Ten years ago today, the astronauts aboard the space shuttle Columbia died when their vehicle broke up over Texas on re-entry, about 14 minutes before a scheduled landing in Florida.
Not to get all technical on you, but a piece of the booster rocket that lifted the shuttle into space broke off and damaged its wing. In the vacuum of space, that didn’t matter. But in the searing temperatures of atmospheric re-entry, the heat plus the damage destroyed the wing and with it the shuttle and the lives aboard.
The best tribute I read to those astronauts was written the next day, by a guy who sent it in an email to blogger Nancy Nall. I saw it on Nancy’s blog and posted it myself; when I went looking for it recently, it was gone, alone with some other of Nancy’s older entries. (A few of my older entries are missing, too, victims of a screwed up export from Blogspot to WordPress that even Archive.org couldn’t make right.) But I still had it on my blog.
The shuttle program is over, and as I write this, it is far from clear what shape U.S. manned space flight will take, if there even is any more in my lifetime. I hope that there is. Space captures the imagination of almost all of us, from Ptolemy to “Star Trek” creator Gene Roddenberry, but we don’t all of us get to go, and the guy who wrote this to Nancy on Sunday, Feb. 2, 2003, knew why:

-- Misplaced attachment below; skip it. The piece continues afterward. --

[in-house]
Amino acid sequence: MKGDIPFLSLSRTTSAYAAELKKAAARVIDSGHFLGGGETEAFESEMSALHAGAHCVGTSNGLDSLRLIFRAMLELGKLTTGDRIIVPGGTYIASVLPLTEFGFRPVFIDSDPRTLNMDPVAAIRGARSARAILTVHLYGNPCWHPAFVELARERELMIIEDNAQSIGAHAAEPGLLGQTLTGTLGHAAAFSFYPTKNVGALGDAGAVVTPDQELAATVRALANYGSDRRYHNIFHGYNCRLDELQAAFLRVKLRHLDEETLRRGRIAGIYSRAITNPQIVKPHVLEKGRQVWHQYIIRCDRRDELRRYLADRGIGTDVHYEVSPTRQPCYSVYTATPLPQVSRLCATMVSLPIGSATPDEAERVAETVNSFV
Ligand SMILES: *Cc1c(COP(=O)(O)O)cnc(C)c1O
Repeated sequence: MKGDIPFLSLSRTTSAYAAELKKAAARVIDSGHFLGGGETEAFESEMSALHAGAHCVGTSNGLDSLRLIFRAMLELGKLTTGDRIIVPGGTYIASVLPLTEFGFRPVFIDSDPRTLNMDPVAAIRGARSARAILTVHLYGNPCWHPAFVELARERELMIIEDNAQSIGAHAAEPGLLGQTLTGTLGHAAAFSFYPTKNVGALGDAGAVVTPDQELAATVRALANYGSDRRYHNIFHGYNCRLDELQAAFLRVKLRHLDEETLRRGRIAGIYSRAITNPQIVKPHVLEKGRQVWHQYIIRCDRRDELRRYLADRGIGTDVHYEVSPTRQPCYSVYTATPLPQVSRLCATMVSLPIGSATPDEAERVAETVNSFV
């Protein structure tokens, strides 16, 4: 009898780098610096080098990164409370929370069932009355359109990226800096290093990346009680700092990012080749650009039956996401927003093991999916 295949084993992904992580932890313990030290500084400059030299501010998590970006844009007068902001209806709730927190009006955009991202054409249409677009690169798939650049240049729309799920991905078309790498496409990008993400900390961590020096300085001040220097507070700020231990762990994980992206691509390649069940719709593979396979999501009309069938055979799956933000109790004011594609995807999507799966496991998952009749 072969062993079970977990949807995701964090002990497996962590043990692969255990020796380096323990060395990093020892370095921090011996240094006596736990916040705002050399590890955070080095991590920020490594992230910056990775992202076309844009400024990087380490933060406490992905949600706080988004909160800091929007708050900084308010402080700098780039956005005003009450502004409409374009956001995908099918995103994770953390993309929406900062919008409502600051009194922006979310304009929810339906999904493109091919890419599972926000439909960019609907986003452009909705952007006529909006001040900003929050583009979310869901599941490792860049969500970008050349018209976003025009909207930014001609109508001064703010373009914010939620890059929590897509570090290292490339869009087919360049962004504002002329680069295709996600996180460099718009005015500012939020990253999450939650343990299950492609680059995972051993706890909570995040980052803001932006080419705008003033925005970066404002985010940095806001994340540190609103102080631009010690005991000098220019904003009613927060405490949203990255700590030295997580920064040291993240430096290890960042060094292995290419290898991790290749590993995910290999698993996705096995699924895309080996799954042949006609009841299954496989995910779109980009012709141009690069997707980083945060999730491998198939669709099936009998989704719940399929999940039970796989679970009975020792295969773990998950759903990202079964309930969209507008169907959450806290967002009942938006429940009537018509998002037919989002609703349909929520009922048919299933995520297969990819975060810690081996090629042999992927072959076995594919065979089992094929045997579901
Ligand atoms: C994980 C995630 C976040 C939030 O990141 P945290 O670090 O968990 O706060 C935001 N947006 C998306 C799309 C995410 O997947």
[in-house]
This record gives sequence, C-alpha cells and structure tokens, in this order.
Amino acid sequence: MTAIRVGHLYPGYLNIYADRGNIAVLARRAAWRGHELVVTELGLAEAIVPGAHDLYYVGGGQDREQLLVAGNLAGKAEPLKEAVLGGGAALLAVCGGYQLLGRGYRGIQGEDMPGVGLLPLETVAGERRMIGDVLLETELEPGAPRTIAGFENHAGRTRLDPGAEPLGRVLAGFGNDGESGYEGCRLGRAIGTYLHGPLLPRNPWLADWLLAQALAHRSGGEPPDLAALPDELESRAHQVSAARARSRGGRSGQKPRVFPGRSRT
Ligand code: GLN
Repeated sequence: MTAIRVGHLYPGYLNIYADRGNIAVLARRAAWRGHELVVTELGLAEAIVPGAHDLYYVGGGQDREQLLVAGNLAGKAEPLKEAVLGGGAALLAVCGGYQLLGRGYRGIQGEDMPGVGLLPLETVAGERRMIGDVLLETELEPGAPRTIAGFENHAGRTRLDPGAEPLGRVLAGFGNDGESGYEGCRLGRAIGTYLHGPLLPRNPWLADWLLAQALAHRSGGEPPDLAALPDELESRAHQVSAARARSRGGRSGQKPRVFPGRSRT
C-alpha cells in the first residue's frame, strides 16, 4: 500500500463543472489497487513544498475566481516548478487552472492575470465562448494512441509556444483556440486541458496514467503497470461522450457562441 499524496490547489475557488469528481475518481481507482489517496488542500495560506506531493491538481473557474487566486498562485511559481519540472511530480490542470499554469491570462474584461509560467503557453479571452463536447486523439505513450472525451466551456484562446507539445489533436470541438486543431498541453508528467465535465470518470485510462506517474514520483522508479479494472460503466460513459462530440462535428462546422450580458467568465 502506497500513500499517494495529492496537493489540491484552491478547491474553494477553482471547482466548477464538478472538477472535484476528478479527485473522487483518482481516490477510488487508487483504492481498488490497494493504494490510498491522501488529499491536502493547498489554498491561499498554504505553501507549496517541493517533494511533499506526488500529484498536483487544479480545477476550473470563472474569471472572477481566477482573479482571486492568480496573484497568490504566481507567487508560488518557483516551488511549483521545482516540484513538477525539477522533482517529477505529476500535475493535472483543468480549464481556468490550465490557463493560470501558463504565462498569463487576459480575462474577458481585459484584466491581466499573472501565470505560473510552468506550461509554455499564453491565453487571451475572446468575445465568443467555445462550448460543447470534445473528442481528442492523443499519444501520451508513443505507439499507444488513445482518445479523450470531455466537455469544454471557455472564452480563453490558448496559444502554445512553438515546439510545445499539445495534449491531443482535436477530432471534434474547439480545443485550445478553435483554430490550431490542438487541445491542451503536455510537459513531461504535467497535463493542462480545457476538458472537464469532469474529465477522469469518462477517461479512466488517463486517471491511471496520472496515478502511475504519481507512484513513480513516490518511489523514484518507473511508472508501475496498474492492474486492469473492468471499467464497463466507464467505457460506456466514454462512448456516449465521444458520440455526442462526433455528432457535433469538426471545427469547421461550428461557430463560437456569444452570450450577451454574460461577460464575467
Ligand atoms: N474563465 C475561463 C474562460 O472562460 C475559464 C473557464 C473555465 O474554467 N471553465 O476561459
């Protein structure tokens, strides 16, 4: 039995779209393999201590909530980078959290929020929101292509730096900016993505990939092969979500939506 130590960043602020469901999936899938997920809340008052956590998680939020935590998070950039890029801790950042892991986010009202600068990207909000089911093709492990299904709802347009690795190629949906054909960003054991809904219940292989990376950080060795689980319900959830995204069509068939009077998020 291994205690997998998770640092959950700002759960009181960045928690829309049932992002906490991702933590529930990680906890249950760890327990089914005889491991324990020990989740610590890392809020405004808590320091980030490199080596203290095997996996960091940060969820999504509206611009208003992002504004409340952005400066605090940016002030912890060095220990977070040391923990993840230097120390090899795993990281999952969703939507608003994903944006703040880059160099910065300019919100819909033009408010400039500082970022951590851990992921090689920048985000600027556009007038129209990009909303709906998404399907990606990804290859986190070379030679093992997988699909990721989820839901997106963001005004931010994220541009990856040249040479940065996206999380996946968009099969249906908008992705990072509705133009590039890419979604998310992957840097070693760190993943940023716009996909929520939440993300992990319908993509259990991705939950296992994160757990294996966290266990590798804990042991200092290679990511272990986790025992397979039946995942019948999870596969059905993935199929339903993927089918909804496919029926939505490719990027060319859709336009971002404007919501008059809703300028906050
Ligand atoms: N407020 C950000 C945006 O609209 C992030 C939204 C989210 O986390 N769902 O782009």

I hope that tomorrow morning all over America schoolteachers are pointing out to their students how many Ph.D’s and master’s degrees were on board Columbia. Willie McCool had three of them. He graduated second in his class at Annapolis [the U.S. Naval Academy]. Whenever we lose one of these things we lose some amazing people. That’s because every time we launch one we send up into space amazing people.
Laurel Clark was the least accomplished of the crew: she was a mere MD.
I love it that Ramon took that drawing up with him. I love it that David Brown (another mere MD) was once in a circus. Just as I loved it that Judith Resnick was a classical musician.
Spock was a musician. Kirk was a history buff. Sulu read Dumas. Roddenberry knew who’d be going because that’s who’s always gone. Cook and Darwin and the captain of the Beagle and Merriwether Lewis.
“Come find me.”
More and more I think that’s God’s First Commandment.
And only the best and brightest obey it.